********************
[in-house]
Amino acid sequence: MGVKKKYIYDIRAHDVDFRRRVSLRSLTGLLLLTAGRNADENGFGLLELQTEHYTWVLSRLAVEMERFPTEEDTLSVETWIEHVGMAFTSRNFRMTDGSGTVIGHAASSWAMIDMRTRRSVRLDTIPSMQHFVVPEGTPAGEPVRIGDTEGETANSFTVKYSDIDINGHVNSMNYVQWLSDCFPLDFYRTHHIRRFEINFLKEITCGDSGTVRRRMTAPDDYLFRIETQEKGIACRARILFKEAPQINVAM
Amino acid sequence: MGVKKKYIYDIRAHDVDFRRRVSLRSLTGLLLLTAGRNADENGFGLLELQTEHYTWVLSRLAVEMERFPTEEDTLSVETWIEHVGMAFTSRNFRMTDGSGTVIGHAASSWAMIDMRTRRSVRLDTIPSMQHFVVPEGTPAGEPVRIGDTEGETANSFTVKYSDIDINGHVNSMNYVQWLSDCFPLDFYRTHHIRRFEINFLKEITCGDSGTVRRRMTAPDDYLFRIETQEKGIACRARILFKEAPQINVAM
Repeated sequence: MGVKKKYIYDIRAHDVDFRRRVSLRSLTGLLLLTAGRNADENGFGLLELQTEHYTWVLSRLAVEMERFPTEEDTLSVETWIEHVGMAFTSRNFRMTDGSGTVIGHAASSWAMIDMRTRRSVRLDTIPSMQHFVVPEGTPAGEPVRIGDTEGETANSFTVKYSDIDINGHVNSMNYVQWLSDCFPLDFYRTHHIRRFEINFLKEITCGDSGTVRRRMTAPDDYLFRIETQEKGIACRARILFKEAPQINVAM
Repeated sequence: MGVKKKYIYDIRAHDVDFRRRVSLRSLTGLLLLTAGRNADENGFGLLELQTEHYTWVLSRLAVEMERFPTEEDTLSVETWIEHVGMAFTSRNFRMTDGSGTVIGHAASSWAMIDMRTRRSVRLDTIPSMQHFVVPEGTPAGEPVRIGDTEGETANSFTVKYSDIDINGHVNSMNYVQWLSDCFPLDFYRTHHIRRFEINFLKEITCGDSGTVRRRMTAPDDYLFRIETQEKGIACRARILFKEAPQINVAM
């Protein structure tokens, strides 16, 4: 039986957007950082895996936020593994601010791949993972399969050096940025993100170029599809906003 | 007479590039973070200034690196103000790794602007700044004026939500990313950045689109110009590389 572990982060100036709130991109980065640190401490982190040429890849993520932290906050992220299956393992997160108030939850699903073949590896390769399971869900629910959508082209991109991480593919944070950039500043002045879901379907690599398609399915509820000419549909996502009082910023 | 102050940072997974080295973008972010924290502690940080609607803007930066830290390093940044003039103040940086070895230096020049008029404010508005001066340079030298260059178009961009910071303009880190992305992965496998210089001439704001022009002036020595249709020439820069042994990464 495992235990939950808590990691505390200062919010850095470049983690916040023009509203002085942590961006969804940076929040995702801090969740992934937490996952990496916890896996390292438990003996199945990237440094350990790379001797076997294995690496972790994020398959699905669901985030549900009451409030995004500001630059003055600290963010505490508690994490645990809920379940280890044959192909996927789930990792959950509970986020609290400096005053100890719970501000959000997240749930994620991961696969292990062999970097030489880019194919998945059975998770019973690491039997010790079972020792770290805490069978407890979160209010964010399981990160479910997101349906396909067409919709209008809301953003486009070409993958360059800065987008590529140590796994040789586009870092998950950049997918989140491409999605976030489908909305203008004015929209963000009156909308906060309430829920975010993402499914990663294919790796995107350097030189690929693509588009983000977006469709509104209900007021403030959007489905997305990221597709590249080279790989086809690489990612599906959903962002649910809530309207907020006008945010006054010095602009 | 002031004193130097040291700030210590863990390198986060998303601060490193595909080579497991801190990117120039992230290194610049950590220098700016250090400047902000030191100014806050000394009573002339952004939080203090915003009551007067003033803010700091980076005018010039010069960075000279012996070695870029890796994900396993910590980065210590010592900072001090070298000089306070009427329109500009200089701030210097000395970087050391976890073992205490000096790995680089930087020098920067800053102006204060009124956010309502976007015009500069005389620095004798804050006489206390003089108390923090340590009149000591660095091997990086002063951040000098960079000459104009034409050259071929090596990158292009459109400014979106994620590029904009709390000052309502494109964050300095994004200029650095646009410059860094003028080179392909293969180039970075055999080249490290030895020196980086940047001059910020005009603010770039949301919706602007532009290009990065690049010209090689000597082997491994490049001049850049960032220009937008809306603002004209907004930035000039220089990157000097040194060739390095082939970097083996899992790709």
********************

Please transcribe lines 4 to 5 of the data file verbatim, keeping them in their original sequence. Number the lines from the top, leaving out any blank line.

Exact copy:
Repeated sequence: MGVKKKYIYDIRAHDVDFRRRVSLRSLTGLLLLTAGRNADENGFGLLELQTEHYTWVLSRLAVEMERFPTEEDTLSVETWIEHVGMAFTSRNFRMTDGSGTVIGHAASSWAMIDMRTRRSVRLDTIPSMQHFVVPEGTPAGEPVRIGDTEGETANSFTVKYSDIDINGHVNSMNYVQWLSDCFPLDFYRTHHIRRFEINFLKEITCGDSGTVRRRMTAPDDYLFRIETQEKGIACRARILFKEAPQINVAM
Repeated sequence: MGVKKKYIYDIRAHDVDFRRRVSLRSLTGLLLLTAGRNADENGFGLLELQTEHYTWVLSRLAVEMERFPTEEDTLSVETWIEHVGMAFTSRNFRMTDGSGTVIGHAASSWAMIDMRTRRSVRLDTIPSMQHFVVPEGTPAGEPVRIGDTEGETANSFTVKYSDIDINGHVNSMNYVQWLSDCFPLDFYRTHHIRRFEINFLKEITCGDSGTVRRRMTAPDDYLFRIETQEKGIACRARILFKEAPQINVAM